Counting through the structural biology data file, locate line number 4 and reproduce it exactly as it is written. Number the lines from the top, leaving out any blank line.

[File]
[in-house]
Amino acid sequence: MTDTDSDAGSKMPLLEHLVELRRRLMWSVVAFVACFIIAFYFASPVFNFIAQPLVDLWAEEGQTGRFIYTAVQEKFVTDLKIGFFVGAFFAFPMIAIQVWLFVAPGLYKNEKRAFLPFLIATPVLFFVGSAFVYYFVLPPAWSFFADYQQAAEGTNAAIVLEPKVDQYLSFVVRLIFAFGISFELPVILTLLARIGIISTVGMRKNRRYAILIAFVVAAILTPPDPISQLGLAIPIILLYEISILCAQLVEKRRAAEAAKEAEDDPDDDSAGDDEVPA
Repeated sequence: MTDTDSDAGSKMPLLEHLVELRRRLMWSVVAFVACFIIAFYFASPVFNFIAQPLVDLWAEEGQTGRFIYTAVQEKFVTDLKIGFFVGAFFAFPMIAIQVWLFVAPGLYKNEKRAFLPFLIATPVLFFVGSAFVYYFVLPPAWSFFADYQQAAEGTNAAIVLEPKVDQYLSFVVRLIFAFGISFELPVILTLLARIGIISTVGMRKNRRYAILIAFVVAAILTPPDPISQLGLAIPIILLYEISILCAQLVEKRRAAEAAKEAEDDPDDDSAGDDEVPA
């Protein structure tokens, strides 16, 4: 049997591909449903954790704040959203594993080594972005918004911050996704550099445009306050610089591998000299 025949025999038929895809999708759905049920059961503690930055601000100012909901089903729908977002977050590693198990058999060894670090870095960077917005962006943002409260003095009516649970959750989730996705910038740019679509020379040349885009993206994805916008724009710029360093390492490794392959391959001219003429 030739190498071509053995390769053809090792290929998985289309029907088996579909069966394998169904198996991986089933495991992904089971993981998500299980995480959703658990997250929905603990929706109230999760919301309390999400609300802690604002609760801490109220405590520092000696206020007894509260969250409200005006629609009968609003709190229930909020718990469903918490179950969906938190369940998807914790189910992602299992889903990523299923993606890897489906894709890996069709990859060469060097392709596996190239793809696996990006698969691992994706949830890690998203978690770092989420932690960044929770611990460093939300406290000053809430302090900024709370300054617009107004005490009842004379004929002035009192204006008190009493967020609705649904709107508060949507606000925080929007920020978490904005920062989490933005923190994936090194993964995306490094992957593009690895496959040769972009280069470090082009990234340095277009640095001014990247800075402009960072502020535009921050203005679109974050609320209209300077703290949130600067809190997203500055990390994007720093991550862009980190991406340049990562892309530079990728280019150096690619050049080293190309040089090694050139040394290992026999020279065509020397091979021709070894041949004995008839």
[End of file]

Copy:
């Protein structure tokens, strides 16, 4: 049997591909449903954790704040959203594993080594972005918004911050996704550099445009306050610089591998000299 025949025999038929895809999708759905049920059961503690930055601000100012909901089903729908977002977050590693198990058999060894670090870095960077917005962006943002409260003095009516649970959750989730996705910038740019679509020379040349885009993206994805916008724009710029360093390492490794392959391959001219003429 030739190498071509053995390769053809090792290929998985289309029907088996579909069966394998169904198996991986089933495991992904089971993981998500299980995480959703658990997250929905603990929706109230999760919301309390999400609300802690604002609760801490109220405590520092000696206020007894509260969250409200005006629609009968609003709190229930909020718990469903918490179950969906938190369940998807914790189910992602299992889903990523299923993606890897489906894709890996069709990859060469060097392709596996190239793809696996990006698969691992994706949830890690998203978690770092989420932690960044929770611990460093939300406290000053809430302090900024709370300054617009107004005490009842004379004929002035009192204006008190009493967020609705649904709107508060949507606000925080929007920020978490904005920062989490933005923190994936090194993964995306490094992957593009690895496959040769972009280069470090082009990234340095277009640095001014990247800075402009960072502020535009921050203005679109974050609320209209300077703290949130600067809190997203500055990390994007720093991550862009980190991406340049990562892309530079990728280019150096690619050049080293190309040089090694050139040394290992026999020279065509020397091979021709070894041949004995008839």